Voluntary Bar associations carry out their mission.
By Sarah Sullivan, JBA Pro Bono Committee
One of the benefits of membership in a voluntary Bar association is the opportunity to provide pro bono assistance to low-income people alongside colleagues who share a common mission.
For example, the American Inns of Court’s mission is to “advance the rule of law by achieving the highest level of professionalism through example, education and mentoring.”
In furtherance of that mission, lawyers from the Florida Family Law American Inn of Court provided legal advice to survivors of domestic violence at the Hubbard House Outreach Center during Domestic Violence Awareness Month in October.
In cooperation with Three Rivers Legal Services, Hubbard House assisted in screening clients. General Magistrate Beth Luna, outreach chair for Florida Family Law Inn, organized the event after seeing a need for self-represented litigants to be better prepared in family court.
“This event was really helpful because pro se litigants came prepared to ask questions and attorneys were able to provide more substantial legal advice, which can be of great comfort for a survivor of intimate violence.” Luna said.
In November, members of the D.W. Perkins Bar Association assisted Three Rivers Legal Services in a seal-and-expunge legal clinic at River Region Human Services, a nonprofit that provides integrated health services including substance abuse treatment, mental health services and housing.
Esmin Shakespeare, River Region’s senior director of social services, outreach and prevention, identified the need for a clinic for people trying to re-integrate into society.
The agency provides programs for what lies beyond recovery and partners with other service providers such as Three Rivers to assist in removing barriers that may keep River Region’s clients from continued success in sobriety.
The D.W. Perkins Bar Association’s mission is to be that of a change agent to improve the plight of the African American community and to combat the effects of racial and social injustice.
Providing pro bono help for the clinic provided an opportunity for attorneys to not only earn pro bono credit, but also provide access to justice for low-income people consistent with D.W. Perkins’ mission.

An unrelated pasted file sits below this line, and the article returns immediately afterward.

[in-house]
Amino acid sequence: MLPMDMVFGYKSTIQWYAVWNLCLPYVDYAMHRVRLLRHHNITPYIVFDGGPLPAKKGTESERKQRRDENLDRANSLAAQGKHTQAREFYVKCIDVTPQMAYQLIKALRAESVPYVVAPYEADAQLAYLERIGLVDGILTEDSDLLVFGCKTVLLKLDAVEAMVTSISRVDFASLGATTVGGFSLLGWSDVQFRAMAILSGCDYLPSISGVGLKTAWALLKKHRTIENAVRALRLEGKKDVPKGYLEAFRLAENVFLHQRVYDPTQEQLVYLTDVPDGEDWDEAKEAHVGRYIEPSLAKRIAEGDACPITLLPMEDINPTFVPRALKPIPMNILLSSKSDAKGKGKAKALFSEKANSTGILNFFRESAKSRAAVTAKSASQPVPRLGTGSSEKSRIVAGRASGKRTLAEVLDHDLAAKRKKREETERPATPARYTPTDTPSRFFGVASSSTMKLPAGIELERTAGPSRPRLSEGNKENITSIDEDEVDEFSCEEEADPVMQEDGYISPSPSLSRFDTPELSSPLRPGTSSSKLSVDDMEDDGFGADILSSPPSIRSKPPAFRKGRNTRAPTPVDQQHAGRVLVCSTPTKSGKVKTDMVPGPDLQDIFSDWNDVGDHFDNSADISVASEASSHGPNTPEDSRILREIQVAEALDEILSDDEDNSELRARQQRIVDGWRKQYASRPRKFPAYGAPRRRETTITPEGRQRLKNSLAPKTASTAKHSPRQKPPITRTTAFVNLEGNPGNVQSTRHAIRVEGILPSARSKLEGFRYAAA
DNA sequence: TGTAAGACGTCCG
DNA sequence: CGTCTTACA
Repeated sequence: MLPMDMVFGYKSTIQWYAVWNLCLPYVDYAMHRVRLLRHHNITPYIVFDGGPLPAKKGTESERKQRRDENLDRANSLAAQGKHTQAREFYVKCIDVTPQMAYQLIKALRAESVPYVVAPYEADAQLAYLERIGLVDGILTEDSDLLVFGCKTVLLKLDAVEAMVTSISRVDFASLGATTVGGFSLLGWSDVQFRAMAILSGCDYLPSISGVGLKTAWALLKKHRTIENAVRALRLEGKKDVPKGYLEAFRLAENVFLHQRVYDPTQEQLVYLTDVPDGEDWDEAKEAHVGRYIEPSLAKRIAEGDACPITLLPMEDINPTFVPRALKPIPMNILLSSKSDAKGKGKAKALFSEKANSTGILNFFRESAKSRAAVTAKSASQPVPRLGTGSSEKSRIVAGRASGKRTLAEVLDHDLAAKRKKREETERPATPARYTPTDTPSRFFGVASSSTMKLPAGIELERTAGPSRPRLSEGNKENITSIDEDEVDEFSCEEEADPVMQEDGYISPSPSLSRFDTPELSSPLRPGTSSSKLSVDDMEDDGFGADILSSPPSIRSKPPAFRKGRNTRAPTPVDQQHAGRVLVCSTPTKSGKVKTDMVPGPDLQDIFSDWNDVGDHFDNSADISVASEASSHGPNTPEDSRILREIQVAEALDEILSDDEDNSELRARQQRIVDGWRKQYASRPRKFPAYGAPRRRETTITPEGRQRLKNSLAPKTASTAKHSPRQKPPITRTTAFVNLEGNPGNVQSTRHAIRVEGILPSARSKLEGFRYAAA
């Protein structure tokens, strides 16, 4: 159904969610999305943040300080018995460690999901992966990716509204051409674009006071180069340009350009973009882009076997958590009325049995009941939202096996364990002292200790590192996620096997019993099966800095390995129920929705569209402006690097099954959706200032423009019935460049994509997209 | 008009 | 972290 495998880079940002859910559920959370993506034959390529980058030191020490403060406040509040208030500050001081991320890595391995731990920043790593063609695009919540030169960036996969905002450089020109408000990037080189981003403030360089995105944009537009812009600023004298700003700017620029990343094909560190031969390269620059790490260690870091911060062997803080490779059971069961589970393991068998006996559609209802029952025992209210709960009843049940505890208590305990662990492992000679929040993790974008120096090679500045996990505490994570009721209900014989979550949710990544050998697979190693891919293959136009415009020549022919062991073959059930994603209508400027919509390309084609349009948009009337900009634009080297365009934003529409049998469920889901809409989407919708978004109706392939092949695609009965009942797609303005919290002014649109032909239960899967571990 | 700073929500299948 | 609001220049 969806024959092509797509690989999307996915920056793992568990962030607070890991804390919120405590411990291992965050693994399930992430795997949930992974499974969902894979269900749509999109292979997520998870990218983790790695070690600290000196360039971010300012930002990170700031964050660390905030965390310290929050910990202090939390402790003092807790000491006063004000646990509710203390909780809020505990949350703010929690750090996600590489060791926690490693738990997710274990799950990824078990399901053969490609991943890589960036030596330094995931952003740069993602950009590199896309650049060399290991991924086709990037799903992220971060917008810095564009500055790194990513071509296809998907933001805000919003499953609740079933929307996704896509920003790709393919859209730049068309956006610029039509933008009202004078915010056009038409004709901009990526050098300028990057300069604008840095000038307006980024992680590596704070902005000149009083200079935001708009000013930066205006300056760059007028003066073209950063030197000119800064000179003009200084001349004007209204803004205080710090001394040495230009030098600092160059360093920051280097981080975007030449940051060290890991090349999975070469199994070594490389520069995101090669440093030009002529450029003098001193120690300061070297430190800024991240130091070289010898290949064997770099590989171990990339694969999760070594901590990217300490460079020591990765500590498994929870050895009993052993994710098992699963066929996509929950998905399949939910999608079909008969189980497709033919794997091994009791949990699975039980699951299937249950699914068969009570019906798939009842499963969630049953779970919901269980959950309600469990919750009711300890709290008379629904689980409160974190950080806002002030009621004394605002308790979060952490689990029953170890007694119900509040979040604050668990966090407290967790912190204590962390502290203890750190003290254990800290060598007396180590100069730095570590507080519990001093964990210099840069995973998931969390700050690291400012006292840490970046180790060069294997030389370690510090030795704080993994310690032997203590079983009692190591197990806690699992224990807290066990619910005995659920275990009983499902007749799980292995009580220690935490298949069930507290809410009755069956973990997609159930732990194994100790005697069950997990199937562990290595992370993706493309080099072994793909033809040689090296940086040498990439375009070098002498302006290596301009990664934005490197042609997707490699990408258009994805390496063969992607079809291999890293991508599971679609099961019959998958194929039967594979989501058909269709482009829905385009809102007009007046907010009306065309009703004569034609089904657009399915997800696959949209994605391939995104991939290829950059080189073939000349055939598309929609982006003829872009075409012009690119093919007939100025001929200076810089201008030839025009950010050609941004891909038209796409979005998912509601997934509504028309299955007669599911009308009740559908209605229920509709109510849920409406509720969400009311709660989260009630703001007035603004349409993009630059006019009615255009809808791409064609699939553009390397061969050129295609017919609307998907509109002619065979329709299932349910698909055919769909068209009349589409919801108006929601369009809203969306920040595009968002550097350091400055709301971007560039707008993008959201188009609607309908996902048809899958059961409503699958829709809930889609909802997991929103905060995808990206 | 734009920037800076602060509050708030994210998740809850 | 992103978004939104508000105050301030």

Katrina Hamilton, administrative officer for D.W Perkins, participated in the clinic by performing background checks and case management for the applicants.
“Members of D.W. Perkins look forward to participating in events that, in particular, allow us to work together in helping citizens gain access to resources previously denied to them due to past mistakes, consistent with our mission and objectives,” Hamilton said.
Attorneys received an hourlong training on seal-and-expunge law including recent changes. They met with River Region clients and assisted in completing the Florida Department of Law Enforcement Certificate of Eligibility packet.
If eligible, clients received further assistance from Three Rivers in ensuring the seal or expungement was completed.
“Our members look forward to partnering with Three Rivers doing the seal-and-expunge clinic. It is a win-win event. Attorneys get briefed on new legal developments and earn pro bono hours while the clients get a chance at a fresh start,” said LaToya Williams, D.W. Perkins president.
The Jacksonville Beaches Bar Association partnered with Jericho Road Legal Service Ministry and Three Rivers Feb. 22 to serve clients at an Atlantic Beach legal clinic.
Clients were screened and scheduled for appointments so that attorneys could be matched by area of law. They presented varying civil legal issues and JBBA members provided 15 hours of volunteer service.
If you lead an organization or a law firm and would like to participate in a pro bono event, contact Sarah Sullivan, pro bono director for the Jacksonville office of Three Rivers Legal Services, at (904) 423-8966 or Missy Davenport, pro bono director for Jacksonville Area Legal Aid, at (904) 356-8371.